CRISPR gene editing puts the brakes on cancer cells


Removing the Tudor-SN protein from cancerous cells slows down their growth. Anthea Batsakis reports.


A cancer cell in the process of division. Knocking out the Tudor-SN protein might have stopped things getting this far.
Steve Gschmeissner / Getty

Cancer cells are known for their fast and rapacious growth, but a new technique to slow them down may one day offer new treatment options.

Scientists from the US have discovered a protein called Tudor-SN linked to the “preparatory” phase of cell life – when cells prepare to divide and spread.

Using the gene-editing technology CRISPR, the researchers removed the protein, which is more abundant in cancer cells than healthy cells, and found cancer cell growth was effectively delayed.

The research team, led by Reyad Elbarbary and Keita Myoshi from the University of Rochester, in New York, made its findings in a laboratory using cells from kidney and cervical cancers.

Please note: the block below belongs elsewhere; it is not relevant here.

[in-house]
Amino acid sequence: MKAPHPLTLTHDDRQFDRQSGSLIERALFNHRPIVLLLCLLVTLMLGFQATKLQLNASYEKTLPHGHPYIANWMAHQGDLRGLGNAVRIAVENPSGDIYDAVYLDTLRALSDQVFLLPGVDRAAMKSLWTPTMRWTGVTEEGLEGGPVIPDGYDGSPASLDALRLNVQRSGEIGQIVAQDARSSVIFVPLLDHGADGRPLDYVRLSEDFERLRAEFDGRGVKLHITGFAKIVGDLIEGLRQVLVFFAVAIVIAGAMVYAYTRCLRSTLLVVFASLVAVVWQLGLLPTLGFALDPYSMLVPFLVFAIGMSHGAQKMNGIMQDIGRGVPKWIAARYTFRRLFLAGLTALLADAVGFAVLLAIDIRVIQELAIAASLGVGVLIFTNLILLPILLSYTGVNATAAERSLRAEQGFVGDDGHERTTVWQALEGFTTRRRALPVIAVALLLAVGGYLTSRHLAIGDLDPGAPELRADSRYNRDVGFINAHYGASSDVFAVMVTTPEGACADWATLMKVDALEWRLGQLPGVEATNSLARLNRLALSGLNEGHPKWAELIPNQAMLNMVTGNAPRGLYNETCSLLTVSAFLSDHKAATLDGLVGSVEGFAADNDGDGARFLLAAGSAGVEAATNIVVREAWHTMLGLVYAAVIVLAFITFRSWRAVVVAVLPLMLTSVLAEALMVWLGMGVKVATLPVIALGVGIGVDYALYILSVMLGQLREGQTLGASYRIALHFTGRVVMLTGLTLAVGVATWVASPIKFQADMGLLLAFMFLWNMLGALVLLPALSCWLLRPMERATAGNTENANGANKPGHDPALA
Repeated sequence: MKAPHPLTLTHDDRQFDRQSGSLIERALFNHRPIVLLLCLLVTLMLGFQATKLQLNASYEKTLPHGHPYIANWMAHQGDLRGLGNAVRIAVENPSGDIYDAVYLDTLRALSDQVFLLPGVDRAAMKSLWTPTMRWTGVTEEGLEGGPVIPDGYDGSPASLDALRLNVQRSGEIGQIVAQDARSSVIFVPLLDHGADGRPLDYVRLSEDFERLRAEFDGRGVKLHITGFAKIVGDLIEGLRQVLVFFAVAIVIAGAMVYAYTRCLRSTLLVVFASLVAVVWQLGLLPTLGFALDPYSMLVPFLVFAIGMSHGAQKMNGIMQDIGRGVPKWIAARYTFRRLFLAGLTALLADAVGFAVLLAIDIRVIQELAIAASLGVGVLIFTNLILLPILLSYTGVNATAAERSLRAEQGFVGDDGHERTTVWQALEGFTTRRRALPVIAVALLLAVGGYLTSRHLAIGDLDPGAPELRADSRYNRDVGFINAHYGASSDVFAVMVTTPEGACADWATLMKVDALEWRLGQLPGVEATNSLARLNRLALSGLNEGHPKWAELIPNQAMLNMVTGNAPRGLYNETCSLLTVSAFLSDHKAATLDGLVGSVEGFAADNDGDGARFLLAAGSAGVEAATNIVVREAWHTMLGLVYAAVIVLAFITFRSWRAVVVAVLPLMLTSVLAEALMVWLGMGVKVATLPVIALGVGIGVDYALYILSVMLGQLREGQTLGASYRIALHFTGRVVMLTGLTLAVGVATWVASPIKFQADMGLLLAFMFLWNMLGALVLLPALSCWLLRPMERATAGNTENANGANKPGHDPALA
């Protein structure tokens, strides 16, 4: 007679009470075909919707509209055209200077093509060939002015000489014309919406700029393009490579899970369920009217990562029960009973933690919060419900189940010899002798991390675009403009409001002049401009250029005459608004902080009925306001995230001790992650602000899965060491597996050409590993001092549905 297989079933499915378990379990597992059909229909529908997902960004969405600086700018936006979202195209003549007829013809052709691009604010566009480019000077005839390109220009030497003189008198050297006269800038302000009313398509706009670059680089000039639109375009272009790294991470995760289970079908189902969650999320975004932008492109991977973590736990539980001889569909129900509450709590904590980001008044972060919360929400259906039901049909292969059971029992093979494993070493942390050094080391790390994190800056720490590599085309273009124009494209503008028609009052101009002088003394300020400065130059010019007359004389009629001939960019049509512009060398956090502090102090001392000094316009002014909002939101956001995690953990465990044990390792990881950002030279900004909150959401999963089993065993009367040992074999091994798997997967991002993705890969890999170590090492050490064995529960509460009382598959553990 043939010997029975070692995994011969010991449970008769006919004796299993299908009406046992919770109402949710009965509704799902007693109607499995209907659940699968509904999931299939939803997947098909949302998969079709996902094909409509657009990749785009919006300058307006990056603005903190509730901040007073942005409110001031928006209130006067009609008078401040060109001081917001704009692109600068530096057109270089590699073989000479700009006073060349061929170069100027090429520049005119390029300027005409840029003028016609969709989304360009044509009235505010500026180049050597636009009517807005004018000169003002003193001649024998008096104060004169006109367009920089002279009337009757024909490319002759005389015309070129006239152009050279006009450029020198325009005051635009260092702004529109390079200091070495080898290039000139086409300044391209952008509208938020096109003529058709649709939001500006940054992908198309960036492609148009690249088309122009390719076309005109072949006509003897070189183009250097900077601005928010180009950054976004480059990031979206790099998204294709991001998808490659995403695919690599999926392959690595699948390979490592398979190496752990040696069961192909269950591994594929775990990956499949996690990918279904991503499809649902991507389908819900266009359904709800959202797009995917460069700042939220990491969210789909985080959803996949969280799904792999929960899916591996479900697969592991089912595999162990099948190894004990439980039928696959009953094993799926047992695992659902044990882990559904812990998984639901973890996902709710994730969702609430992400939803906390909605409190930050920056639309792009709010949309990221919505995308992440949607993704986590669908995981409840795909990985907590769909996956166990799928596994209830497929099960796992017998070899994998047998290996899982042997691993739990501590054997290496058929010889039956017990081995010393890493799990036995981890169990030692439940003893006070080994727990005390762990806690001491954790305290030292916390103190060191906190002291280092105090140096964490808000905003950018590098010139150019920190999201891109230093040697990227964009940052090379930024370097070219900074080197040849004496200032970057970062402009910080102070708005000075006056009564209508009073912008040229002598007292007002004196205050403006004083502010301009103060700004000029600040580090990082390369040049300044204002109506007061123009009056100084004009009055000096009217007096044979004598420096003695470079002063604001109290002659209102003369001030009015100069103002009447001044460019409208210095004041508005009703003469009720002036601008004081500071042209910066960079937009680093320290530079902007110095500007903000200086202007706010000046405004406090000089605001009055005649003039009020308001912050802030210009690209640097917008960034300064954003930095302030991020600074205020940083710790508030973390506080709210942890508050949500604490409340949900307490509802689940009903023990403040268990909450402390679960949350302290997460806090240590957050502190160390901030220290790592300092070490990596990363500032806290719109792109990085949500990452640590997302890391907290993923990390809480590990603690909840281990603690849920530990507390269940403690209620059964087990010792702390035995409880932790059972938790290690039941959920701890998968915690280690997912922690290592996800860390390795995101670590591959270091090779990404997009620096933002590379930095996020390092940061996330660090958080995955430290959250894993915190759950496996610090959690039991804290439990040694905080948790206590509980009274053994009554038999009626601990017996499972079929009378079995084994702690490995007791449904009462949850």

While the technique is still far from human trials, the researchers report in the journal Science that their findings could potentially be used as a treatment option.

Thomas Cox from the Garvan Institute of Medical Research in Sydney, who wasn’t involved in the study, says there is potential for the technique to boost the effectiveness of some standard therapies by slowing tumour cells down.

The treatment works by hacking into molecules involved in the life cycle of cancerous cells.

Healthy cells go through a cycle of growth, division and death. For cancerous cells, this cycle is faulty and the cells grow abnormally and uncontrollably, infiltrating nearby tissues.

The protein’s effect on the cell cycle is a result of its influence on microRNAs – the molecules that determine what genes are switched on and when, including the genes that control cell growth.

Plucking out Tudor-SN boosted the number of certain microRNAs that, in turn, prevented the production of proteins responsible for cell growth.

Cox says the process of targeting microRNAs is difficult and technically challenging:

“This study is saying: ‘Well, if we can’t target microRNAs directly, can we target something regulating them?’ ”

MicroRNAs have long been known to be involved in cancer, and recent studies have also looked at the influence of Tudor-SN. What this present research does differently, Cox says, is home in on how these affect the cell cycle.

The next step, he adds, will be testing the treatment in mice.

Anthea Batsakis is a freelance journalist in Melbourne, Australia.
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